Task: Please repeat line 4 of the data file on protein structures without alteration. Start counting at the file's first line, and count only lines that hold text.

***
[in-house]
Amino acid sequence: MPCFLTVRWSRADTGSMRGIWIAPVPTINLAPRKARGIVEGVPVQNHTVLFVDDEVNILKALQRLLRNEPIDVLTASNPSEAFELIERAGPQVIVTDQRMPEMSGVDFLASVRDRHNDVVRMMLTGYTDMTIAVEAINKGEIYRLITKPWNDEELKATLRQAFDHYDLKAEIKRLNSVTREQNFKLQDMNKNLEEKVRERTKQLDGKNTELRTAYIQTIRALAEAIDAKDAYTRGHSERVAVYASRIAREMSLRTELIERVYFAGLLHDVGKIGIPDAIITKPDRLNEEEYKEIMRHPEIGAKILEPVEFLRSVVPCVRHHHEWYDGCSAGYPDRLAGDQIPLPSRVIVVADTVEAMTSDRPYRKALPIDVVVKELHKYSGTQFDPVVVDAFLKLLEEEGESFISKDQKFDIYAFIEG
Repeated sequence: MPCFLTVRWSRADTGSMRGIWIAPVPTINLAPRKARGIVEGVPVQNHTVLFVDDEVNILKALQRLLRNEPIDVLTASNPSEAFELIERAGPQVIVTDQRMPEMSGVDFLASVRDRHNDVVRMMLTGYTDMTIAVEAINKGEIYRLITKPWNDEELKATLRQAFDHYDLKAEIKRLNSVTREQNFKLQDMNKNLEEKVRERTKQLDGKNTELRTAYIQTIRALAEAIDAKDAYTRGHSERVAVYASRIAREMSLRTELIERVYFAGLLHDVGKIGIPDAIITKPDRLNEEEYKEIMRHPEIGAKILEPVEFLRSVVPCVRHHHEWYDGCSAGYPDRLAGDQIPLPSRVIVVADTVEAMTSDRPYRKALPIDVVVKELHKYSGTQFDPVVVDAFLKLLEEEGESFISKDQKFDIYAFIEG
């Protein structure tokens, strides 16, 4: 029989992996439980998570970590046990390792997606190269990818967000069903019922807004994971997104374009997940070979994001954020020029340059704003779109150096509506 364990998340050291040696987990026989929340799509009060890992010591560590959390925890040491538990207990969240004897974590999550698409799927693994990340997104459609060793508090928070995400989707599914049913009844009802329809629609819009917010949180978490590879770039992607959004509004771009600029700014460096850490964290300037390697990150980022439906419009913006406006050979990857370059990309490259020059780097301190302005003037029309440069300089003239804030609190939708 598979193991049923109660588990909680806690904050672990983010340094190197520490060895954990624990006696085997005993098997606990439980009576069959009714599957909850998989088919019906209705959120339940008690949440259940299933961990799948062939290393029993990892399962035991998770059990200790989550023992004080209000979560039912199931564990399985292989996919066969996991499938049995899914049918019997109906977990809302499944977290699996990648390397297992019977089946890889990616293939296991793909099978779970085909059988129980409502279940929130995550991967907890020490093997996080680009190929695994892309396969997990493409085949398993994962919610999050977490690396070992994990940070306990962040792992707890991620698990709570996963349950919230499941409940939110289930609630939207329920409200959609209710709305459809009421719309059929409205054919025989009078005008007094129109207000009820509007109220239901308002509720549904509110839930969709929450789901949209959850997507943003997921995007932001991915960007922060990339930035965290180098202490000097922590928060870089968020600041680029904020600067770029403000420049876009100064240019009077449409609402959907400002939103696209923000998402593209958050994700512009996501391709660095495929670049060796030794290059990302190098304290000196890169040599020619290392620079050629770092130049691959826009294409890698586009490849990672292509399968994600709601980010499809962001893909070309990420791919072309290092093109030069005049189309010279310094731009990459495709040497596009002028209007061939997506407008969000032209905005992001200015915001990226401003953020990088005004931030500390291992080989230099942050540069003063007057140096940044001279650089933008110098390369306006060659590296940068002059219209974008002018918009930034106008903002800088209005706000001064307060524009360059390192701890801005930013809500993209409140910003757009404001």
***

């Protein structure tokens, strides 16, 4: 029989992996439980998570970590046990390792997606190269990818967000069903019922807004994971997104374009997940070979994001954020020029340059704003779109150096509506 364990998340050291040696987990026989929340799509009060890992010591560590959390925890040491538990207990969240004897974590999550698409799927693994990340997104459609060793508090928070995400989707599914049913009844009802329809629609819009917010949180978490590879770039992607959004509004771009600029700014460096850490964290300037390697990150980022439906419009913006406006050979990857370059990309490259020059780097301190302005003037029309440069300089003239804030609190939708 598979193991049923109660588990909680806690904050672990983010340094190197520490060895954990624990006696085997005993098997606990439980009576069959009714599957909850998989088919019906209705959120339940008690949440259940299933961990799948062939290393029993990892399962035991998770059990200790989550023992004080209000979560039912199931564990399985292989996919066969996991499938049995899914049918019997109906977990809302499944977290699996990648390397297992019977089946890889990616293939296991793909099978779970085909059988129980409502279940929130995550991967907890020490093997996080680009190929695994892309396969997990493409085949398993994962919610999050977490690396070992994990940070306990962040792992707890991620698990709570996963349950919230499941409940939110289930609630939207329920409200959609209710709305459809009421719309059929409205054919025989009078005008007094129109207000009820509007109220239901308002509720549904509110839930969709929450789901949209959850997507943003997921995007932001991915960007922060990339930035965290180098202490000097922590928060870089968020600041680029904020600067770029403000420049876009100064240019009077449409609402959907400002939103696209923000998402593209958050994700512009996501391709660095495929670049060796030794290059990302190098304290000196890169040599020619290392620079050629770092130049691959826009294409890698586009490849990672292509399968994600709601980010499809962001893909070309990420791919072309290092093109030069005049189309010279310094731009990459495709040497596009002028209007061939997506407008969000032209905005992001200015915001990226401003953020990088005004931030500390291992080989230099942050540069003063007057140096940044001279650089933008110098390369306006060659590296940068002059219209974008002018918009930034106008903002800088209005706000001064307060524009360059390192701890801005930013809500993209409140910003757009404001």